When I was young, my parents sent me to a mental institution three times ( 1966, 1967, 1968). The reasons in my medical files are banal. It was said that I was isolated, hostile and miserable at school. I was not crazy but I was rather just a 17-year-old who really wanted to become a writer. Because no one understood this, I was locked up for months and fed with tranquilizers. The therapy merely consisted of giving me electroshocks. I promised to myself that one day I would write about this experience, so young people will understand that we have to fight for our own dreams from a very early stage of our lives.
When I realeased “Veronika decides to die”, a book that was a metaphor of my experience in a lunatic asylum, the press started asking me if I forgave my parents. In fact, I did not need to forgive them, because I never blamed them for what happened. From their own point-of-view, they were trying to help me to get the discipline necessary to accomplish my deeds as an adult, and to forget the “dreams of a teenager” .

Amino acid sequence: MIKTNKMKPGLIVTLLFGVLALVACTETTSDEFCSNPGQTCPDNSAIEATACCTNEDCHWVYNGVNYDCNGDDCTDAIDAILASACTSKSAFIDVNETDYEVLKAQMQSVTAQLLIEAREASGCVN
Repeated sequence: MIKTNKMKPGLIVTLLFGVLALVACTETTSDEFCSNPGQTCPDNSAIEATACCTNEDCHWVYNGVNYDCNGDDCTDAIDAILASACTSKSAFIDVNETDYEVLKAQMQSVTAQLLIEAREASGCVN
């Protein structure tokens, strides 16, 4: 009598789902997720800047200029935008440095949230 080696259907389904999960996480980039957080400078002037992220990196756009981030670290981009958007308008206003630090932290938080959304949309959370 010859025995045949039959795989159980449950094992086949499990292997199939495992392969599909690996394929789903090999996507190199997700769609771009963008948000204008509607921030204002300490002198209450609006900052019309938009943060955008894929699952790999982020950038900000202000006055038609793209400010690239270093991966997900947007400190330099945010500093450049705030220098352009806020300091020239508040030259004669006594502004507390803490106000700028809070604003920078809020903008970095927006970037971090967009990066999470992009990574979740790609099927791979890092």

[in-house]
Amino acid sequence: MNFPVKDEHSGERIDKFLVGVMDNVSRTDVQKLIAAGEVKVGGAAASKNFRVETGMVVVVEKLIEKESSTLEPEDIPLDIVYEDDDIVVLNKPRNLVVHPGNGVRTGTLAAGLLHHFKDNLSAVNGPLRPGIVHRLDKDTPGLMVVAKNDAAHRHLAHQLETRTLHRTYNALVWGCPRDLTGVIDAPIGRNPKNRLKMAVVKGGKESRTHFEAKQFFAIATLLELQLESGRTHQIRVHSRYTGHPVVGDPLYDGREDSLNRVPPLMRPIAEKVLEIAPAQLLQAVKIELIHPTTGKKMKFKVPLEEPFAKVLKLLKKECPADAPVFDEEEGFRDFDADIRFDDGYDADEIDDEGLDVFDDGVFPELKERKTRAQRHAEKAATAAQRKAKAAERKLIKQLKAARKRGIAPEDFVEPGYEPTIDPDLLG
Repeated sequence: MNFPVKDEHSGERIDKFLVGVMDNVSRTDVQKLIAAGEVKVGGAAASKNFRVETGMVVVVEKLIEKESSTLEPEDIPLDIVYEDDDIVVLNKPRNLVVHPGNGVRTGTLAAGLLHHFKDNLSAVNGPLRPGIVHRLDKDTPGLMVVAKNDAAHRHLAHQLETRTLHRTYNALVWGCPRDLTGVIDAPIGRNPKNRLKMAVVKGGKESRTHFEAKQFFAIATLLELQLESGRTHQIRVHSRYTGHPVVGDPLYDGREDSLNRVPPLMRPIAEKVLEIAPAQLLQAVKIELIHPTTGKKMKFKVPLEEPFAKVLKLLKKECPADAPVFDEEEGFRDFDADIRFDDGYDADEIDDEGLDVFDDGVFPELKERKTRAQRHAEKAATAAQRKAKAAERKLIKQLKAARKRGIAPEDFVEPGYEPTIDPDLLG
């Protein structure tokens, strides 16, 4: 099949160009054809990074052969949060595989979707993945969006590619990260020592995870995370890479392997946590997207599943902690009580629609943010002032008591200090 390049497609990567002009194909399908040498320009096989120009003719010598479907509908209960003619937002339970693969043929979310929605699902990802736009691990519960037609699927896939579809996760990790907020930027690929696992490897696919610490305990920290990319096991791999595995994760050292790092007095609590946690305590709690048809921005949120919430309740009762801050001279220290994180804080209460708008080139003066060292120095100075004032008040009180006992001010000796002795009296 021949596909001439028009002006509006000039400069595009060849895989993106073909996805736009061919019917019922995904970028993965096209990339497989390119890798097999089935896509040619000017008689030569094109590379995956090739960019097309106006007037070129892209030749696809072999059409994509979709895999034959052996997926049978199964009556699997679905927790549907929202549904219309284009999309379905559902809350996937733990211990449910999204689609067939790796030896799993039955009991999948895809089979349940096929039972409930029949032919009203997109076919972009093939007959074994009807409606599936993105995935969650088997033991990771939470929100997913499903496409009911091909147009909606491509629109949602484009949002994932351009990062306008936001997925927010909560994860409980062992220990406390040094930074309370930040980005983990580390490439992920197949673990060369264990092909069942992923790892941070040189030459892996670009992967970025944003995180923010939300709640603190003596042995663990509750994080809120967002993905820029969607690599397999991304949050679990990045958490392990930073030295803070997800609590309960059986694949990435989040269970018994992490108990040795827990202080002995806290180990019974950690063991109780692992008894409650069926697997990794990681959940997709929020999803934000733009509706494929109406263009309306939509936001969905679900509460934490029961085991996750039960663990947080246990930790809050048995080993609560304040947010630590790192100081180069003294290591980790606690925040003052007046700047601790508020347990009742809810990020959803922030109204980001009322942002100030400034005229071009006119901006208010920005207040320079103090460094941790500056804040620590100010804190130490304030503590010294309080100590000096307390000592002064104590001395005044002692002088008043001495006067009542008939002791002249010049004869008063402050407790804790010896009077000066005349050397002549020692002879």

Khalil Gibran has an excellent text about parents and children:
Your children are not your children.
They are the sons and daughters of Life’s longing for itself.
They come through you but not from you,
And though they are with you yet they belong not to you.
You may give them your love but not your thoughts,
For they have their own thoughts.
You may house their bodies but not their souls,
For their souls dwell in the house of tomorrow,
which you cannot visit, not even in your dreams.
You may strive to be like them,
but seek not to make them like you.
For life goes not backward nor tarries with yesterday.
You are the bows from which your children
as living arrows are sent forth.
The archer sees the mark upon the path of the infinite,
and He bends you with His might
that His arrows may go swift and far.
Let our bending in the archer’s hand be for gladness;
For even as He loves the arrow that flies,
so He loves also the bow that is stable.